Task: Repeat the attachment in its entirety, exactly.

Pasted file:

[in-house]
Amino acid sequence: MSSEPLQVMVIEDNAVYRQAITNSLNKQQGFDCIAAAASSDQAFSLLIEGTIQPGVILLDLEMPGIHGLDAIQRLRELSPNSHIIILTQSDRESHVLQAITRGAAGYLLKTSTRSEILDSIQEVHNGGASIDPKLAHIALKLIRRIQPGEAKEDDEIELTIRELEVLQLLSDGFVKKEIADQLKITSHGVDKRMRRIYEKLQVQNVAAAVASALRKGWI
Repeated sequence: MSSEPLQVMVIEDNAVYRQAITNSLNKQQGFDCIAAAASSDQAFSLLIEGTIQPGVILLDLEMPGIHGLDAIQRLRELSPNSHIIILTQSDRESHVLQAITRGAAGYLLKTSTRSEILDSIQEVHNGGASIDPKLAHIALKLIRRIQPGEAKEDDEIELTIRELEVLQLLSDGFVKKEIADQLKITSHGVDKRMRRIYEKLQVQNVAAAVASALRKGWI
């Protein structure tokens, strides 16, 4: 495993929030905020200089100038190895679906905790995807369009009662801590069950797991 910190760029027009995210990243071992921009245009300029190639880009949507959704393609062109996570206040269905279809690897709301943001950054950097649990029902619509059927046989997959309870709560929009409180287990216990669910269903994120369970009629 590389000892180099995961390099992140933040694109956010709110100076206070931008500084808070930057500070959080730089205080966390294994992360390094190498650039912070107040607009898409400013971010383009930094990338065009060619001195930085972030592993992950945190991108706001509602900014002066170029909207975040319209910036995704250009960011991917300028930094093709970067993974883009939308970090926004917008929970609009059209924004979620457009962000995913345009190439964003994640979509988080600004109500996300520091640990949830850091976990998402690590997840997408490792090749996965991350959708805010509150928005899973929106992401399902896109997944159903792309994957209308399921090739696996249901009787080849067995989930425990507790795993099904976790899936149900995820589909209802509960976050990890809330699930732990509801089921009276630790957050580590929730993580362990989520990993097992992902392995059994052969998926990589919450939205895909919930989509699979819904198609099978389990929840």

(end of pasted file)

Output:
[in-house]
Amino acid sequence: MSSEPLQVMVIEDNAVYRQAITNSLNKQQGFDCIAAAASSDQAFSLLIEGTIQPGVILLDLEMPGIHGLDAIQRLRELSPNSHIIILTQSDRESHVLQAITRGAAGYLLKTSTRSEILDSIQEVHNGGASIDPKLAHIALKLIRRIQPGEAKEDDEIELTIRELEVLQLLSDGFVKKEIADQLKITSHGVDKRMRRIYEKLQVQNVAAAVASALRKGWI
Repeated sequence: MSSEPLQVMVIEDNAVYRQAITNSLNKQQGFDCIAAAASSDQAFSLLIEGTIQPGVILLDLEMPGIHGLDAIQRLRELSPNSHIIILTQSDRESHVLQAITRGAAGYLLKTSTRSEILDSIQEVHNGGASIDPKLAHIALKLIRRIQPGEAKEDDEIELTIRELEVLQLLSDGFVKKEIADQLKITSHGVDKRMRRIYEKLQVQNVAAAVASALRKGWI
């Protein structure tokens, strides 16, 4: 495993929030905020200089100038190895679906905790995807369009009662801590069950797991 910190760029027009995210990243071992921009245009300029190639880009949507959704393609062109996570206040269905279809690897709301943001950054950097649990029902619509059927046989997959309870709560929009409180287990216990669910269903994120369970009629 590389000892180099995961390099992140933040694109956010709110100076206070931008500084808070930057500070959080730089205080966390294994992360390094190498650039912070107040607009898409400013971010383009930094990338065009060619001195930085972030592993992950945190991108706001509602900014002066170029909207975040319209910036995704250009960011991917300028930094093709970067993974883009939308970090926004917008929970609009059209924004979620457009962000995913345009190439964003994640979509988080600004109500996300520091640990949830850091976990998402690590997840997408490792090749996965991350959708805010509150928005899973929106992401399902896109997944159903792309994957209308399921090739696996249901009787080849067995989930425990507790795993099904976790899936149900995820589909209802509960976050990890809330699930732990509801089921009276630790957050580590929730993580362990989520990993097992992902392995059994052969998926990589919450939205895909919930989509699979819904198609099978389990929840």